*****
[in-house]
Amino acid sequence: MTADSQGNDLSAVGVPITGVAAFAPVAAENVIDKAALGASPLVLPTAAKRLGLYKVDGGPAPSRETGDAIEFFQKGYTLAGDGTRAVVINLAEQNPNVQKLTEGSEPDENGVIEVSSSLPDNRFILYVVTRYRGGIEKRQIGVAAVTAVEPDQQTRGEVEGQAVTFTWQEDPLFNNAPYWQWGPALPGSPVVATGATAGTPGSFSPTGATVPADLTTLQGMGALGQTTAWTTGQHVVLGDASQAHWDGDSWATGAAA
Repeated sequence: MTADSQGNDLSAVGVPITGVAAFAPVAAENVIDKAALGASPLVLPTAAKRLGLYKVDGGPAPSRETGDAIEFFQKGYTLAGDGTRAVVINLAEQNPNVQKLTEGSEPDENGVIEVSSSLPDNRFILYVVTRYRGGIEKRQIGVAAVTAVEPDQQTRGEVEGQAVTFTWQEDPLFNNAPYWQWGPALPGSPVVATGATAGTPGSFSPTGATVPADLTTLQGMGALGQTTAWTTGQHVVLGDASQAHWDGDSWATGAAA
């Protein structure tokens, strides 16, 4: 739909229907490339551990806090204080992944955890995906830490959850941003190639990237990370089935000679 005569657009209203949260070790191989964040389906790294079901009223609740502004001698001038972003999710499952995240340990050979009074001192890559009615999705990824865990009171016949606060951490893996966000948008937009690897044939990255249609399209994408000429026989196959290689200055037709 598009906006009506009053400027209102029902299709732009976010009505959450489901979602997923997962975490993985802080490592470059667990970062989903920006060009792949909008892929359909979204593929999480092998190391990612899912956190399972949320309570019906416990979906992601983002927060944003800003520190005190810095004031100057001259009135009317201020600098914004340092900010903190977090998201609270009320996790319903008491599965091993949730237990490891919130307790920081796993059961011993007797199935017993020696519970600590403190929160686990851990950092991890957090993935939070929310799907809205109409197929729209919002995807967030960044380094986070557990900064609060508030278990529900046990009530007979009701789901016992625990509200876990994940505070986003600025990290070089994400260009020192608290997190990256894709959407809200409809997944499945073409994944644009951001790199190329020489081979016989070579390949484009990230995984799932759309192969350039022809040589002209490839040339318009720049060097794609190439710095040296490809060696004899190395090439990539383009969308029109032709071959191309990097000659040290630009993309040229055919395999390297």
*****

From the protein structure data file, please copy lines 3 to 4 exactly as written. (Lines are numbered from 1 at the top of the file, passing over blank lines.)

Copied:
Repeated sequence: MTADSQGNDLSAVGVPITGVAAFAPVAAENVIDKAALGASPLVLPTAAKRLGLYKVDGGPAPSRETGDAIEFFQKGYTLAGDGTRAVVINLAEQNPNVQKLTEGSEPDENGVIEVSSSLPDNRFILYVVTRYRGGIEKRQIGVAAVTAVEPDQQTRGEVEGQAVTFTWQEDPLFNNAPYWQWGPALPGSPVVATGATAGTPGSFSPTGATVPADLTTLQGMGALGQTTAWTTGQHVVLGDASQAHWDGDSWATGAAA
């Protein structure tokens, strides 16, 4: 739909229907490339551990806090204080992944955890995906830490959850941003190639990237990370089935000679 005569657009209203949260070790191989964040389906790294079901009223609740502004001698001038972003999710499952995240340990050979009074001192890559009615999705990824865990009171016949606060951490893996966000948008937009690897044939990255249609399209994408000429026989196959290689200055037709 598009906006009506009053400027209102029902299709732009976010009505959450489901979602997923997962975490993985802080490592470059667990970062989903920006060009792949909008892929359909979204593929999480092998190391990612899912956190399972949320309570019906416990979906992601983002927060944003800003520190005190810095004031100057001259009135009317201020600098914004340092900010903190977090998201609270009320996790319903008491599965091993949730237990490891919130307790920081796993059961011993007797199935017993020696519970600590403190929160686990851990950092991890957090993935939070929310799907809205109409197929729209919002995807967030960044380094986070557990900064609060508030278990529900046990009530007979009701789901016992625990509200876990994940505070986003600025990290070089994400260009020192608290997190990256894709959407809200409809997944499945073409994944644009951001790199190329020489081979016989070579390949484009990230995984799932759309192969350039022809040589002209490839040339318009720049060097794609190439710095040296490809060696004899190395090439990539383009969308029109032709071959191309990097000659040290630009993309040229055919395999390297």